The Mises Economics Blog takes the Obama administration to task for initiating a broad campaign of enforcement against farmers who employ children and underpay workers. Here’s Mises’ argument:
Youth unemployment is terribly high. More than half of kids age 16 to 19 do not engage in any gainful labor, a higher percentage than since World War II. The reason has to do with the combination of recession, the wicked minimum wage, and child labor laws that give kids too late a start in the workforce.
One blessed exception is the farm, which has been exempted from child labor laws since the times of the New Deal. Farms can hire people 12 and up. (There are other exceptions that apply child actors in Hollywood and also the wreath making industry – go figure.) Many lawmakers want to change that and force farms to only hire kids 14 or 15 and older.
Meanwhile, the geniuses at the Department of Labor are cracking down to enforce existing law, driving vans onto blueberry farms in North Carolina and elsewhere and rounding up kids and fining farmers for offering poor people jobs and offering kids great work experience. This is all done in the name of human rights of course.
In fact, the truth is the reverse: this is a violation of human rights. Most of the people who are working in these plots are very poor and they need the jobs. The kids are made more valuable as workers and they get great experience. In fact, the American bourgeoisie could benefit from following this model, so that graduating kids have some more skills besides the ability to update their Facebook from their iPhone during classroom lectures.
But the Department of Labor, which has been working for 70 years to cartelize the labor force for labor unions and crush workers who dare to work for less than a wage of which Washington approves, will have none of it. It wants to make sure that youth have as few opportunities as possible.
This is a tough one. It would be nice if every child could be reared in a home where there were enough resources that it wasn’t necessary for them to have to begin working at a young age. That isn’t going to happen, however.
And there’s no disputing that often the most valuable thing an entry-level job offers is not the skill itself, but the experiences associated with working, such as showing up on time, fulfilling responsibilities, etc. These are things that carry over to all aspects of life.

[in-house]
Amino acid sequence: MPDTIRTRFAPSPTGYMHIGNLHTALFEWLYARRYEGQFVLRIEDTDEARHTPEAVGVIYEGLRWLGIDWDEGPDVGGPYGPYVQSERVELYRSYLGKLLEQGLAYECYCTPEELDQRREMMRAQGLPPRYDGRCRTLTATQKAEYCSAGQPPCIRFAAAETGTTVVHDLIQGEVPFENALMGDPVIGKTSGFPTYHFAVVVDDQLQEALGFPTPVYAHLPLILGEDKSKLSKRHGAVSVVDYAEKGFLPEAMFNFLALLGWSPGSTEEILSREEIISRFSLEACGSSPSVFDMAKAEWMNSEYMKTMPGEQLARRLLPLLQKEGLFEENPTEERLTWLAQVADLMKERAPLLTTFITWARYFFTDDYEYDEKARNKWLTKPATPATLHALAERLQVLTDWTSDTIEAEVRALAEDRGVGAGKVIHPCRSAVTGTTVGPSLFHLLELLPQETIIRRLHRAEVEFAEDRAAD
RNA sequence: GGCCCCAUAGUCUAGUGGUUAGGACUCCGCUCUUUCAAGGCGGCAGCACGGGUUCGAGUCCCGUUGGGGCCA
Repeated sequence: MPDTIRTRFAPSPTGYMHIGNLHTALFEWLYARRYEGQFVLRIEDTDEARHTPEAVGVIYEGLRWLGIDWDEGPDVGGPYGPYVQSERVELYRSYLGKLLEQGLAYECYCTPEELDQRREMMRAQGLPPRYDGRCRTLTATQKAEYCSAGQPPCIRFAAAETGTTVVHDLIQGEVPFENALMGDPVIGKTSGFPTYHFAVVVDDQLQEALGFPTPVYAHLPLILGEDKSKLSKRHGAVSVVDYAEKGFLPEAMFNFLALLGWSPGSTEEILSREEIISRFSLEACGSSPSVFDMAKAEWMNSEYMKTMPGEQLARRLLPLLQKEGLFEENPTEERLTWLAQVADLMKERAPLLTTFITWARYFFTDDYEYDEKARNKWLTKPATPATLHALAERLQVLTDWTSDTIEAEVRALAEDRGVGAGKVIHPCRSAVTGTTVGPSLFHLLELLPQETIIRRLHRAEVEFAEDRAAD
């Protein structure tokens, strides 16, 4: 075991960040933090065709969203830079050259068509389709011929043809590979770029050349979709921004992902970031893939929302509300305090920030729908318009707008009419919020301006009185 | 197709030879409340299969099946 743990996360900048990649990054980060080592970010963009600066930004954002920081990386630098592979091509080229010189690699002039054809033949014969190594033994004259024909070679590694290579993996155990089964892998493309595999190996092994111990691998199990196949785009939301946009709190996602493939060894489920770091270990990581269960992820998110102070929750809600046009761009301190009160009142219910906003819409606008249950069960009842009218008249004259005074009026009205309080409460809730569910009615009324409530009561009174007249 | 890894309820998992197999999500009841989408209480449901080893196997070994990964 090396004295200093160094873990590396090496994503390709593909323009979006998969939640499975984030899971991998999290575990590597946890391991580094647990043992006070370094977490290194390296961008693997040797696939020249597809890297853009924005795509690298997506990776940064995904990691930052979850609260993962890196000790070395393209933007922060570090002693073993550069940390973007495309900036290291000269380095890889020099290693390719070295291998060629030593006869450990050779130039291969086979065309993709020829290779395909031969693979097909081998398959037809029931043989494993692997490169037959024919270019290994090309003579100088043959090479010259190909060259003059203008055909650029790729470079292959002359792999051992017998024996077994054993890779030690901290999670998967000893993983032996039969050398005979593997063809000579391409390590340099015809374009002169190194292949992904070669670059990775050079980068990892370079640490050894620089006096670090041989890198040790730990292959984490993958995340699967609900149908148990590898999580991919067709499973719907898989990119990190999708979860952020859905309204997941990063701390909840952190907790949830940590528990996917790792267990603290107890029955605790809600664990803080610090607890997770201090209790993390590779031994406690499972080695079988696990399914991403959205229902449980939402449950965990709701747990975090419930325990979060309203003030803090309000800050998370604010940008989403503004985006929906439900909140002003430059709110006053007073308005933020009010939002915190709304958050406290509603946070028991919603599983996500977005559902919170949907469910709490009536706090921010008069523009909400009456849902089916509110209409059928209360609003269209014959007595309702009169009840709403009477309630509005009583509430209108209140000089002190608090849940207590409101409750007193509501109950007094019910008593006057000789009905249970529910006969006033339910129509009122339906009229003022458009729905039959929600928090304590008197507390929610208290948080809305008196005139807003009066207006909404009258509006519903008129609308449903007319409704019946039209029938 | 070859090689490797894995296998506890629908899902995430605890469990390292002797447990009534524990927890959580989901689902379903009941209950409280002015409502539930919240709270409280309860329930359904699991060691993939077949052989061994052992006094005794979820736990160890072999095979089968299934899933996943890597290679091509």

Mises’ argument is counterintuitive for many folks, but interesting, nonetheless. Still, don’t expect that side of the discussion to get much leverage.
South Carolina’s political climate is poisonous enough without the media doing dirty work for the state’s party-obsessed hatchet men.
Take The State’s article on Florence County Councilman Ken Ard’s victory Tuesday over Bill Connor in the runoff for the Republican Lieutenant Governor’s nomination.
The State begins its piece by giving the result of the runoff, informing readers that Ard will face Democrat Ashley Cooper in the November general election and includes a nice quote from Ard about his victory being an example of the American dream being alive and well.
It then adds that Ard campaigned advocating accountable, lean and efficient government as the best formula for greater individual liberty and increased economic opportunity.
After a short description of Cooper, The State then lets one of Cooper’s advisors tee off on Ard.
“We congratulate Councilman Ard for his victory tonight,” said Lachlan McIntosh, Cooper’s senior advisor. “Councilman Ard has proven over the years to be a skilled and shrewd politician. After all, just a few years ago, he led the charge to raise the sales tax in Florence, yet still claims to be for lower taxes.”
McIntosh continued, “Ard does not represent the change South Carolina desperately needs.”
Cooper has more than four months to make his case against Ard. Why The State felt it was necessary to take this occasion - likely the biggest political victory of Ard’s career – to give his opponent free rein to take unsubstantiated cheap shots is perplexing and embarrassing for a paper that prides itself on its coverage of state politics.
If The State truly wants to help South Carolina voters see through the smokescreens put up by both Democrats and Republicans, it would do well to go easy when it comes to reprinting the mindless soundbites that consultants and advisors whip out at a moment’s notice.